But in Gotham City Sirens, when the readers finally met Harley’s family, they get a further look into her psychology. We meet her mother, brother, niece, nephew, and, finally, her father. Harley’s father, it turns out, is a con man that is now in prison. We discover that Harley became a psychiatrist in order to further understand her father.

There seems to be a suggested Electra complex involved in Harley’s psychology. The first male in her life, her father, is clearly a manipulative man. Whether she likes him or not, and the scene would imply she doesn’t, she is influenced by what she saw as a male role model as a child.

The Joker’s manipulation of Harley is possible because of her need to “take care of him”. When she meets him he influences her with fabricated tales of his childhood. She develops a love for him based on her pity for what she now sees as a damaged individual and not a psychotic madman. As mentioned before, her very persona is grown out of the Joker; she picked a costume that she thought would please him; not one that she herself felt attracted to. Unlike Catwoman and Poison Ivy, we cannot see Harley without associating her with the Joker. We may associate Catwoman with Batman because of their love affairs as well but her persona is not directly connected to his.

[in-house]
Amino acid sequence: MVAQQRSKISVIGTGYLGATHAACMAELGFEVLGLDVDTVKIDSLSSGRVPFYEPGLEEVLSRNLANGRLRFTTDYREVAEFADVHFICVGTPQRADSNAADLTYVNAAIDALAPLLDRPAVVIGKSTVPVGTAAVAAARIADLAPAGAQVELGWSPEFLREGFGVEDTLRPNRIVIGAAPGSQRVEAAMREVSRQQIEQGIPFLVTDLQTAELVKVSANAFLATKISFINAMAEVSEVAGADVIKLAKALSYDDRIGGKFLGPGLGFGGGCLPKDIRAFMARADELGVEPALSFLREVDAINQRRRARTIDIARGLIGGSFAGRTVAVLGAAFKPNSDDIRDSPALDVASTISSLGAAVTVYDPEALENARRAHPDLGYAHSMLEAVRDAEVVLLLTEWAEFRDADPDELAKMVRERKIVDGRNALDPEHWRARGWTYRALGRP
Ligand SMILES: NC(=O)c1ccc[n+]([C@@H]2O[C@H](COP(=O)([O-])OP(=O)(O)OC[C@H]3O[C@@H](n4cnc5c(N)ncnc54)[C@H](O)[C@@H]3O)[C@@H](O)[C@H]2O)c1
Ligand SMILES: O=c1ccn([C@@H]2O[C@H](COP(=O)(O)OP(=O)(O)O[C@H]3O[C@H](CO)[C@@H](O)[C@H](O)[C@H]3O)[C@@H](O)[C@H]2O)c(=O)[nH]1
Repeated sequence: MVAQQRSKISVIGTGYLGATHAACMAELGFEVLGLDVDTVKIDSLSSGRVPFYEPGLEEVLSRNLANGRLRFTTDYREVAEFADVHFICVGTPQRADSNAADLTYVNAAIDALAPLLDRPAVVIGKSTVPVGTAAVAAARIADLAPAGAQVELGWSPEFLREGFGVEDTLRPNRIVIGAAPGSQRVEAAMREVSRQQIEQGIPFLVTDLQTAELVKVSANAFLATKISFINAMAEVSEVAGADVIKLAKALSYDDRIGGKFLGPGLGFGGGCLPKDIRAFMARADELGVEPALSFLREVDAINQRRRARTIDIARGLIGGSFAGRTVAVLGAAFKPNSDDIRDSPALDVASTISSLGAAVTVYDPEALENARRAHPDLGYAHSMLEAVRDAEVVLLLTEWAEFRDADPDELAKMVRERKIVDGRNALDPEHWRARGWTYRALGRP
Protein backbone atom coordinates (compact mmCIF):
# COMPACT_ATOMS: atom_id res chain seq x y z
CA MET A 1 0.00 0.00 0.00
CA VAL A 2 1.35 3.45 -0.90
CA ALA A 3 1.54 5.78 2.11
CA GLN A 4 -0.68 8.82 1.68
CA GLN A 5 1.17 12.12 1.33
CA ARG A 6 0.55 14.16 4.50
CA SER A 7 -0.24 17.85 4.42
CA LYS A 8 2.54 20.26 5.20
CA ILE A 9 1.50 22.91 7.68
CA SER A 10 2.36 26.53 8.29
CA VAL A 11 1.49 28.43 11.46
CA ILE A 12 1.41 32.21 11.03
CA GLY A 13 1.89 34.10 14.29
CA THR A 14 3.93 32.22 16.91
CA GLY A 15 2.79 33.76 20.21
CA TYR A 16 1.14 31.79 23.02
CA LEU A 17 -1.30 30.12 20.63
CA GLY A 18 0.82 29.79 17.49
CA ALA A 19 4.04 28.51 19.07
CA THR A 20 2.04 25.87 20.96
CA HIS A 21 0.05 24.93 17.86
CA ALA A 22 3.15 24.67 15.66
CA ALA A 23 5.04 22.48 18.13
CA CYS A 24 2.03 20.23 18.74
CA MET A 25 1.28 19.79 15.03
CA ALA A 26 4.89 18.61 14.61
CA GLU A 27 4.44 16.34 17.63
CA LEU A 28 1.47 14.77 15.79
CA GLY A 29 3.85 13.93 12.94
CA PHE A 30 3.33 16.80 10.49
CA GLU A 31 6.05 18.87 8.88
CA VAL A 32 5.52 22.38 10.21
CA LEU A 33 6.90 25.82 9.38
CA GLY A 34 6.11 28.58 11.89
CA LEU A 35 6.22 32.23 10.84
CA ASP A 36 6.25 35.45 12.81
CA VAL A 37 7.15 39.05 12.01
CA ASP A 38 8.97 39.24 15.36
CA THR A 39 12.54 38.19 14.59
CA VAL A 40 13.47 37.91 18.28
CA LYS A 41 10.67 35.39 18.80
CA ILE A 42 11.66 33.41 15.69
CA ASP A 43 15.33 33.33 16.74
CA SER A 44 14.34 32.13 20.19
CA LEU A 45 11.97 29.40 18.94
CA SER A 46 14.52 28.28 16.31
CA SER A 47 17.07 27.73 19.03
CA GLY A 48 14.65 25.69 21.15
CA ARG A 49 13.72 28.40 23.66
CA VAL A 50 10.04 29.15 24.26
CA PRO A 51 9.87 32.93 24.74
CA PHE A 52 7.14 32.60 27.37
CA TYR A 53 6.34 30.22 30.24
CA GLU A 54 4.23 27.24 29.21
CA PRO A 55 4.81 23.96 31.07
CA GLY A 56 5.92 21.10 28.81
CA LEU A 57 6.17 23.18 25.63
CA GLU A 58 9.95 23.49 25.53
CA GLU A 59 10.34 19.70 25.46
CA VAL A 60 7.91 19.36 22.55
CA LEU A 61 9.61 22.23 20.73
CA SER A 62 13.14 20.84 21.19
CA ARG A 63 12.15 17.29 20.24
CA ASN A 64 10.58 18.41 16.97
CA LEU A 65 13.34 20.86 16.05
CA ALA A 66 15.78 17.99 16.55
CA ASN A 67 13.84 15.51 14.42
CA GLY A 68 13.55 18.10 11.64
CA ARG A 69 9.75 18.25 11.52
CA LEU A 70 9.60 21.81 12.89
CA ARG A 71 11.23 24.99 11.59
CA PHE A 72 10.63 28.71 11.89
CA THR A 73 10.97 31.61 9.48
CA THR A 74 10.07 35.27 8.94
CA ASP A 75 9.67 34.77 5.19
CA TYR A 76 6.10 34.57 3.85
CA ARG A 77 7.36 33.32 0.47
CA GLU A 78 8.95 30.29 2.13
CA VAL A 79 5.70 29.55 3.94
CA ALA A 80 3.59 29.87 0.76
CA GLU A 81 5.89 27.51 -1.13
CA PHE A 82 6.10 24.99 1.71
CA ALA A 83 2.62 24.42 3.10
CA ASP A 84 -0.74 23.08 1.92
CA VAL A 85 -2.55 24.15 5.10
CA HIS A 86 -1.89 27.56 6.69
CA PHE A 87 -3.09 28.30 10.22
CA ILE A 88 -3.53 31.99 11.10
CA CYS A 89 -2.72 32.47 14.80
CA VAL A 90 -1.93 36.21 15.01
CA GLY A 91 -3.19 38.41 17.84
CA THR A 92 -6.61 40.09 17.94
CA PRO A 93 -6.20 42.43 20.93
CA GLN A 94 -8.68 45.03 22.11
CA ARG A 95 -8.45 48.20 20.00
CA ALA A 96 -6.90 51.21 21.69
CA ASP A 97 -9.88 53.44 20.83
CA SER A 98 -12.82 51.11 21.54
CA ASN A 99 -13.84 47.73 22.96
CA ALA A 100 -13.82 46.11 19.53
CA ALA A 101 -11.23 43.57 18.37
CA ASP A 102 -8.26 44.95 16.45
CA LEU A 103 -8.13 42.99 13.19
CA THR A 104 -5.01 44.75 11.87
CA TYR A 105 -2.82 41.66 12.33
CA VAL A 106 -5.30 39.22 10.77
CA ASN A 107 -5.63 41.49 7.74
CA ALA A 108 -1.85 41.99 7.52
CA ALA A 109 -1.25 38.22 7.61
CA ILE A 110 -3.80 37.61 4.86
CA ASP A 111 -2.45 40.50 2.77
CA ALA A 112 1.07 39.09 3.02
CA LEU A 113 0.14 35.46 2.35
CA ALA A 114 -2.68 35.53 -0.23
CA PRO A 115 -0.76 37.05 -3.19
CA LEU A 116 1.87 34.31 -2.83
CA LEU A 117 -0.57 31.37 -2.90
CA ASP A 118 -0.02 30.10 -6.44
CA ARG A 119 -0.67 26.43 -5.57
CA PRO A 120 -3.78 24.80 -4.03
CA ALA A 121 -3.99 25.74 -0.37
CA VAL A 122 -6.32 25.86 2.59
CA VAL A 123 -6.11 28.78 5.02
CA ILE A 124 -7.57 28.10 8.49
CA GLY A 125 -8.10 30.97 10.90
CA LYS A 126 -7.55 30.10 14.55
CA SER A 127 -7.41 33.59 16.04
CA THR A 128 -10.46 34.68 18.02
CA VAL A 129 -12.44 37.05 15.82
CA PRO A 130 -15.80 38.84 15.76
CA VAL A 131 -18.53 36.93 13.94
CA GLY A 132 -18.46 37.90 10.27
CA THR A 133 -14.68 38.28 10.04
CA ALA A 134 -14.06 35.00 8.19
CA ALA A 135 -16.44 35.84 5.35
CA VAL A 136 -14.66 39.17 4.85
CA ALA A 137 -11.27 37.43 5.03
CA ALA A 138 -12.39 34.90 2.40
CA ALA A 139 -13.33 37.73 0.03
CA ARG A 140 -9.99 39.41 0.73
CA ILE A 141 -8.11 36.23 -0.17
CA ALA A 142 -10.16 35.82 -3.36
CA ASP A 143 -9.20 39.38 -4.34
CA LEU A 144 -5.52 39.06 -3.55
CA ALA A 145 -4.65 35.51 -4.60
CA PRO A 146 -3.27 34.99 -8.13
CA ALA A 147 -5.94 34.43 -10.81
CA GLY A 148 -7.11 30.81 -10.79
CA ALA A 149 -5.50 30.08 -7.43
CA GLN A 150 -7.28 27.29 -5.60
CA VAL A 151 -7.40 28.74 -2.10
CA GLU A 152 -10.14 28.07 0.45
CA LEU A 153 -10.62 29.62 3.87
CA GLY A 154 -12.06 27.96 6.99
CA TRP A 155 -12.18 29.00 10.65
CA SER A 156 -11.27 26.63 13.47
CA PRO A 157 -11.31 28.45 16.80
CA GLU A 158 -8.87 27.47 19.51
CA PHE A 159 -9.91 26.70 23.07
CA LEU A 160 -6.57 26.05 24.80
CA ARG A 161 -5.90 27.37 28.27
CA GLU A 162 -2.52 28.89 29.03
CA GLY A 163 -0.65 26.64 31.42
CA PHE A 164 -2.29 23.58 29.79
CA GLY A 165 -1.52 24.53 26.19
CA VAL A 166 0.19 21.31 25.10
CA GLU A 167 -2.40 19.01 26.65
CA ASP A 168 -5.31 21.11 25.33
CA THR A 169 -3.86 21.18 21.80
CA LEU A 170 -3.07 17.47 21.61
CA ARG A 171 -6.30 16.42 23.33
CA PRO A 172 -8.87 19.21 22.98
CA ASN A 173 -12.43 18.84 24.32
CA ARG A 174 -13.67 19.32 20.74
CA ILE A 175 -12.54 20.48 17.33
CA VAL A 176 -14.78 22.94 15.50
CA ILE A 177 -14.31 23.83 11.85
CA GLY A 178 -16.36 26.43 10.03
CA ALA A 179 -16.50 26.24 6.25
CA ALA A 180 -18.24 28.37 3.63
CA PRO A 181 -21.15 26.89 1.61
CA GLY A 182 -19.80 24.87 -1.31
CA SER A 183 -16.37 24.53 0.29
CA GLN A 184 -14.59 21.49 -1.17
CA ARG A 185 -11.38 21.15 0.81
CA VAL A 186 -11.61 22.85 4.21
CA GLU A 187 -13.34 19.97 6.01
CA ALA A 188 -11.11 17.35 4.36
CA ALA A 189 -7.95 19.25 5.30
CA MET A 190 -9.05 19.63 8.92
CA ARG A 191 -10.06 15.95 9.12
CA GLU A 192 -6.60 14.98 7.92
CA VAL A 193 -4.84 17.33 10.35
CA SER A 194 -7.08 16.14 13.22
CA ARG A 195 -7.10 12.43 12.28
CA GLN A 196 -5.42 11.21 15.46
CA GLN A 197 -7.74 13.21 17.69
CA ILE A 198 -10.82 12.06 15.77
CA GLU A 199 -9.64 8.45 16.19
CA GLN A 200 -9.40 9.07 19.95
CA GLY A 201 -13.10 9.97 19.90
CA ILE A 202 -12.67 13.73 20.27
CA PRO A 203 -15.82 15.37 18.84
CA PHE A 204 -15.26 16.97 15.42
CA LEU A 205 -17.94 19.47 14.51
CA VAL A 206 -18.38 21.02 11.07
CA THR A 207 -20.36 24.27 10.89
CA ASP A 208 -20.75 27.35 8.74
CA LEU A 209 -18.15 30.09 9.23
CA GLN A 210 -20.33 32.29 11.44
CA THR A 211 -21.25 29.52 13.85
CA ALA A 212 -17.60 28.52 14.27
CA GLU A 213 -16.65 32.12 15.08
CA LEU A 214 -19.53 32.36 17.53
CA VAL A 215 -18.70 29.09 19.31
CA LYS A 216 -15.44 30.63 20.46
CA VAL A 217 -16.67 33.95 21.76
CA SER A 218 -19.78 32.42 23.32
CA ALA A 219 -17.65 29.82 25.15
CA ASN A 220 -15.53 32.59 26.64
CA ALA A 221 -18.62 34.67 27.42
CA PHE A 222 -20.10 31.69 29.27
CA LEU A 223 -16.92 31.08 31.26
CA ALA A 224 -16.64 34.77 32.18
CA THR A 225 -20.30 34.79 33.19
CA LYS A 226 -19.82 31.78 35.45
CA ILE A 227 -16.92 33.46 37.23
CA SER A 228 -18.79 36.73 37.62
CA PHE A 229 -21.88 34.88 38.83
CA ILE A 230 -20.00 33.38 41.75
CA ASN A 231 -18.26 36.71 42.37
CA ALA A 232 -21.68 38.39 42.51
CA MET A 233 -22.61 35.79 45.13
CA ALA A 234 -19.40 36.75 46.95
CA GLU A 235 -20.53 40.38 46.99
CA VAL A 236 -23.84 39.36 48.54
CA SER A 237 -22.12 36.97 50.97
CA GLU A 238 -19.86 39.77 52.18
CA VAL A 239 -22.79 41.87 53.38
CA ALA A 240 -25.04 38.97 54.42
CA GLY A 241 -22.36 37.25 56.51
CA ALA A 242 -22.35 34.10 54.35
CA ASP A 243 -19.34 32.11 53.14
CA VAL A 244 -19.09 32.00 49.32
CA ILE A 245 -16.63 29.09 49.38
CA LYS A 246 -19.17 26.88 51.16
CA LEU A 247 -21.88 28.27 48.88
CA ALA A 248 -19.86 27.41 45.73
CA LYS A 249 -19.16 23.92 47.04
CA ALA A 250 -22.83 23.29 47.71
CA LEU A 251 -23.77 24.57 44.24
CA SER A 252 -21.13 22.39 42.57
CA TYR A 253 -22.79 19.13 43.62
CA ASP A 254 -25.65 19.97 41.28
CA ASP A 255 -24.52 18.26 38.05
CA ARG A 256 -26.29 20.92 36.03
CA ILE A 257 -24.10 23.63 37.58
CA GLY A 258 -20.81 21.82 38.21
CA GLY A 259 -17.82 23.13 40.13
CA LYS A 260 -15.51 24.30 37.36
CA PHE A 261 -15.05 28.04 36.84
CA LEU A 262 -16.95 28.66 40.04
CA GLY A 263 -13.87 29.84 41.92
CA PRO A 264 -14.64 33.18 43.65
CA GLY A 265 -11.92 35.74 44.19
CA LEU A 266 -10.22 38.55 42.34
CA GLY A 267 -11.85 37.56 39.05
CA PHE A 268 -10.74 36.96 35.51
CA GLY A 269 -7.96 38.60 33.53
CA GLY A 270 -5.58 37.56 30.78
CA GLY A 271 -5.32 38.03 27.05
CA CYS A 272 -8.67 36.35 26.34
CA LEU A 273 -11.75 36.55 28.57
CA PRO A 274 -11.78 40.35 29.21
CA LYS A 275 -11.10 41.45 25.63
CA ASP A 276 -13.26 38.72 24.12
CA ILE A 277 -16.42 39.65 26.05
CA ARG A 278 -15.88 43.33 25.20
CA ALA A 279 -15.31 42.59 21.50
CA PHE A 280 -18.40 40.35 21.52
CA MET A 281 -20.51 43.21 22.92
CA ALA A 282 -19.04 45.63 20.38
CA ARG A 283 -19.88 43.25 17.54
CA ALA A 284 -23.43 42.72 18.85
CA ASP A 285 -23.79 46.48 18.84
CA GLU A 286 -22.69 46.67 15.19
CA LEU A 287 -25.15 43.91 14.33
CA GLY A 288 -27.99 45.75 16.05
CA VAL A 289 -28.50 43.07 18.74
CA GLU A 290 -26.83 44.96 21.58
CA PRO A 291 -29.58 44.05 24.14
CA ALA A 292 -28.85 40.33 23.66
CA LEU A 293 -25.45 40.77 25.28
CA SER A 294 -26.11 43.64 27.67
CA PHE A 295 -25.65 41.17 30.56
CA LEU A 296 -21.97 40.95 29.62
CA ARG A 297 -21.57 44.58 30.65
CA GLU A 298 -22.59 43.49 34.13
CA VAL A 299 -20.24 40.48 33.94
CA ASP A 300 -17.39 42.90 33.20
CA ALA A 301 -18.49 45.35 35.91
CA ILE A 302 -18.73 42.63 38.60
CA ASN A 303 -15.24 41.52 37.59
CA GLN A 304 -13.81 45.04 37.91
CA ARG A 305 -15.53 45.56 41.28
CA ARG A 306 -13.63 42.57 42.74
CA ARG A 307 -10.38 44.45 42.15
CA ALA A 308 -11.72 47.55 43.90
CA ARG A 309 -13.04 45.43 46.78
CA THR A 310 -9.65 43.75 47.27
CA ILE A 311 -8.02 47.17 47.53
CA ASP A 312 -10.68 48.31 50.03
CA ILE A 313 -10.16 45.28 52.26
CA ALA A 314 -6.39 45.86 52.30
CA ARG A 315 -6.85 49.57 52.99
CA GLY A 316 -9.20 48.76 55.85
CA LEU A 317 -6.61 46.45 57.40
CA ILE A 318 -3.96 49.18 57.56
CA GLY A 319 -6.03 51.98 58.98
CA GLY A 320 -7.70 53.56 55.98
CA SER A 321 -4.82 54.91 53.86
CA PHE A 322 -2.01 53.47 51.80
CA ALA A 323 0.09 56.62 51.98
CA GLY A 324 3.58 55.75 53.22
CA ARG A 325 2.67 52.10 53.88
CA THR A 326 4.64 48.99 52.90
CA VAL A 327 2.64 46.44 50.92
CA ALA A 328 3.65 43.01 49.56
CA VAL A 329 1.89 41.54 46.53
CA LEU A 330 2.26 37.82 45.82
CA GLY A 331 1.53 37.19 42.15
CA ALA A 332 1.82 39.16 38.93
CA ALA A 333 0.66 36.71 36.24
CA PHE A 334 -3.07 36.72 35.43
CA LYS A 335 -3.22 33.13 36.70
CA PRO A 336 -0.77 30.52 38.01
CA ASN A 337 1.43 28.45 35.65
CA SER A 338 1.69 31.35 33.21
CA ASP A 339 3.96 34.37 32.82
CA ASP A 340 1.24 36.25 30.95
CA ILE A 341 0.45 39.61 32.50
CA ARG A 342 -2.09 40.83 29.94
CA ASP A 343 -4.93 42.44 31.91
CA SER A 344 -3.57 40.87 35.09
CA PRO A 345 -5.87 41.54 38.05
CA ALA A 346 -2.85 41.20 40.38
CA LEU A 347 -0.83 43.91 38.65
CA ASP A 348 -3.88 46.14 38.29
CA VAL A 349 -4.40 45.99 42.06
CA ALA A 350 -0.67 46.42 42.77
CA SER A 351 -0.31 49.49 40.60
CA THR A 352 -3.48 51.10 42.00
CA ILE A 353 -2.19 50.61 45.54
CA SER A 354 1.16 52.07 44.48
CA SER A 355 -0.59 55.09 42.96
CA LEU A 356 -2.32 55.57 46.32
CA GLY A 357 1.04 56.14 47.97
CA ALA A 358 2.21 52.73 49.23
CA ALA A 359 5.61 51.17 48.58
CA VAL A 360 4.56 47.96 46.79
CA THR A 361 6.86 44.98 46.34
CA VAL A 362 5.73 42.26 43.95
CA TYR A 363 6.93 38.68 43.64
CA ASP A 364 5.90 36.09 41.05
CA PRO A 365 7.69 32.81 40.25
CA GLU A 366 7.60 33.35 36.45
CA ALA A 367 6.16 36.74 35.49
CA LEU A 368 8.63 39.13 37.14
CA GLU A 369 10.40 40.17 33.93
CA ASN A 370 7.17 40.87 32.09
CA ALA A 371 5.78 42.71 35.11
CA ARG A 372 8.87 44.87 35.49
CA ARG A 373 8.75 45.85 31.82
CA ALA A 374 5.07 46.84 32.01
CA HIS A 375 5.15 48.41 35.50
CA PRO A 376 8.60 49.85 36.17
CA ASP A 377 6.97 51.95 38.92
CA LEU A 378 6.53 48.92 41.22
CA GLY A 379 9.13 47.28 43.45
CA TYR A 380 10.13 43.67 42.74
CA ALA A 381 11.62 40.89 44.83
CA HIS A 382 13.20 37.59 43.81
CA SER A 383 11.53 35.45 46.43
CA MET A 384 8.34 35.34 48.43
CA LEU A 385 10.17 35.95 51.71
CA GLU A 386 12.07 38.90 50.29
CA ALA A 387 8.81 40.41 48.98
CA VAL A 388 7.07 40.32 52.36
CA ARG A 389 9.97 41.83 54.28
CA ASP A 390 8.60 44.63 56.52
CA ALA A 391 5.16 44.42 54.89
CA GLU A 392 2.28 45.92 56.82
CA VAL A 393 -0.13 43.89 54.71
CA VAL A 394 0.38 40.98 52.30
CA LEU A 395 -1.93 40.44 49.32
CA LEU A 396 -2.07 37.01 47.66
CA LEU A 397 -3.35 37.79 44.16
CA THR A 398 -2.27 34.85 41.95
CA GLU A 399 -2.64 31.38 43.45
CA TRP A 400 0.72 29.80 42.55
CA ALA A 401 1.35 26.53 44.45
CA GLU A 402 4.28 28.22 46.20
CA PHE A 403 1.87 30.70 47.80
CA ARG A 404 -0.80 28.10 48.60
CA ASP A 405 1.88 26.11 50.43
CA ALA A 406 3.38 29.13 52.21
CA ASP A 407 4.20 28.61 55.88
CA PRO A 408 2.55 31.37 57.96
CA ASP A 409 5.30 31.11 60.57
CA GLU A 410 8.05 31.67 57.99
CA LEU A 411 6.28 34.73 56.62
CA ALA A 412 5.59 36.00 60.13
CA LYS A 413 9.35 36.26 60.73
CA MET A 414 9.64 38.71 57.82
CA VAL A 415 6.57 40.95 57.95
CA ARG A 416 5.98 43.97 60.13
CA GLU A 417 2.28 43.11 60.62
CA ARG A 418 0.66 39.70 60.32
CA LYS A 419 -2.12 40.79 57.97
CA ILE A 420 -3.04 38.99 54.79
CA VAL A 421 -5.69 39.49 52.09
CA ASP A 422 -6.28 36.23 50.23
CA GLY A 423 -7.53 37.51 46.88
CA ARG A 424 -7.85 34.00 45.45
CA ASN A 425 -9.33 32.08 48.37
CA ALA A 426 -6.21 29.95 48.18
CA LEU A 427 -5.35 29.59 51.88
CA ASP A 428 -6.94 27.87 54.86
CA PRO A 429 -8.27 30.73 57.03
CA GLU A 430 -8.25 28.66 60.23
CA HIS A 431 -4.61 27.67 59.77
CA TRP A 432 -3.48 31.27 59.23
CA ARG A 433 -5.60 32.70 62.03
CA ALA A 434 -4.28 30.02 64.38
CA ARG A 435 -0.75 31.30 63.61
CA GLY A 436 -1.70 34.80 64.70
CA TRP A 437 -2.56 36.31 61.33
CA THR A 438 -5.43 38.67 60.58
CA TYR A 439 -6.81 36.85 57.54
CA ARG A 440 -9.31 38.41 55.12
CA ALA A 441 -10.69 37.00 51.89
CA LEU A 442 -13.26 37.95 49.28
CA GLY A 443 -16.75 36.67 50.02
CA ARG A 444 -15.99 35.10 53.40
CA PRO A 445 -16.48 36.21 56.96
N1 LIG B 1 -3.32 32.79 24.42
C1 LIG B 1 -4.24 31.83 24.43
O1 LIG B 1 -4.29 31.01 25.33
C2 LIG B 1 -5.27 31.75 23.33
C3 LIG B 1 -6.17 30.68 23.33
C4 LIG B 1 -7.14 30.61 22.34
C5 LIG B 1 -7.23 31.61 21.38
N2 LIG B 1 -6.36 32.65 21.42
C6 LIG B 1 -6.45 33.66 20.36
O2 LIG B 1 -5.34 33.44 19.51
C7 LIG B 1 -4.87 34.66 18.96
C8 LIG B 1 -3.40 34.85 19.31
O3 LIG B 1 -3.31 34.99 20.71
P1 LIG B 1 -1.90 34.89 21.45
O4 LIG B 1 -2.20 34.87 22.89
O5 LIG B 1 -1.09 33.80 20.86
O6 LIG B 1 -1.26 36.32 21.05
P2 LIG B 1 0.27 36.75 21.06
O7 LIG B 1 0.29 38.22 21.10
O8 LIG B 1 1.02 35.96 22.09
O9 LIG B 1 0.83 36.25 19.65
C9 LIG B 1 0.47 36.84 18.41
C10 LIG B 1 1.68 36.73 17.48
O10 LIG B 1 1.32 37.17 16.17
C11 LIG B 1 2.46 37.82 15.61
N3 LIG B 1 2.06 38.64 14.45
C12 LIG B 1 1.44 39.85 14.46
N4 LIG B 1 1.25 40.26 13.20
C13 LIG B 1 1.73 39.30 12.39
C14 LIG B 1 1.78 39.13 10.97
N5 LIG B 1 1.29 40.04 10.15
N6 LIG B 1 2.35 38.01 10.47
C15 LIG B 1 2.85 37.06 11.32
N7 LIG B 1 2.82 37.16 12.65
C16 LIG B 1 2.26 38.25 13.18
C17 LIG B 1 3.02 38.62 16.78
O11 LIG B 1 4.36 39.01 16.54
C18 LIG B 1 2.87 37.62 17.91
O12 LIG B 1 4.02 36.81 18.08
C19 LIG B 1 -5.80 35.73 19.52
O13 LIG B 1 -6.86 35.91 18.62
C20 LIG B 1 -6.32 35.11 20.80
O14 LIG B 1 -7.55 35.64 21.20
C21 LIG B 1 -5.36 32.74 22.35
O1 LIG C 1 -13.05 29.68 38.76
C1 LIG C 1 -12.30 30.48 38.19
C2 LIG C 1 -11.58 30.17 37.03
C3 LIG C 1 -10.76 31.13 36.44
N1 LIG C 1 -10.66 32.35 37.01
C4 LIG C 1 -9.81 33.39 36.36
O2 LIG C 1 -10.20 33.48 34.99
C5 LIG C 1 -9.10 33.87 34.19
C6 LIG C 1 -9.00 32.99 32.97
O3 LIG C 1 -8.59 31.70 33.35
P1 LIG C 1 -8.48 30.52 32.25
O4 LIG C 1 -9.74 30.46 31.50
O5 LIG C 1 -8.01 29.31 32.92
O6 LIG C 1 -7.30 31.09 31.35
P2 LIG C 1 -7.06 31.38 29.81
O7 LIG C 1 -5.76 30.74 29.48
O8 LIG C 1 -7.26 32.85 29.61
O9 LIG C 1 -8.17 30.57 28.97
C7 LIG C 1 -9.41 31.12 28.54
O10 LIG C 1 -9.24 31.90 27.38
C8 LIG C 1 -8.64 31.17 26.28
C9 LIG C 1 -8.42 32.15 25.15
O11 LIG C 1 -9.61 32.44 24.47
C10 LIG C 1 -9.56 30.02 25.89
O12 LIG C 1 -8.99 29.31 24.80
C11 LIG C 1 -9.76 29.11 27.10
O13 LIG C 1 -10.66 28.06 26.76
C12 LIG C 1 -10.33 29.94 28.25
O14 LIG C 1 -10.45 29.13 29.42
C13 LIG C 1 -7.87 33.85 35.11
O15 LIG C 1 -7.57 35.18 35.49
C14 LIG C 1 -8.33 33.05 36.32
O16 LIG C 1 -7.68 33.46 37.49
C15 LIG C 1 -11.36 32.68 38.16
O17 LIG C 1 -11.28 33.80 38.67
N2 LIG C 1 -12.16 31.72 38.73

However, Harley has recently made headway in Gotham City Sirens, when our girls thought the Joker was out to kill them, Catwoman and Ivy convinced Harley that they needed to take him down. She, of course, protested at first and it was Ivy who convinced Harley that her life was in danger. The panels for this scene are particularly touching and reinforce the idea of the female support network. The physical contact given to Harley isn’t sexual; it is a comforting gesture from a friend with absolutely none of the voyeuristic overtones that one would expect from a series that involves three villainesses living together.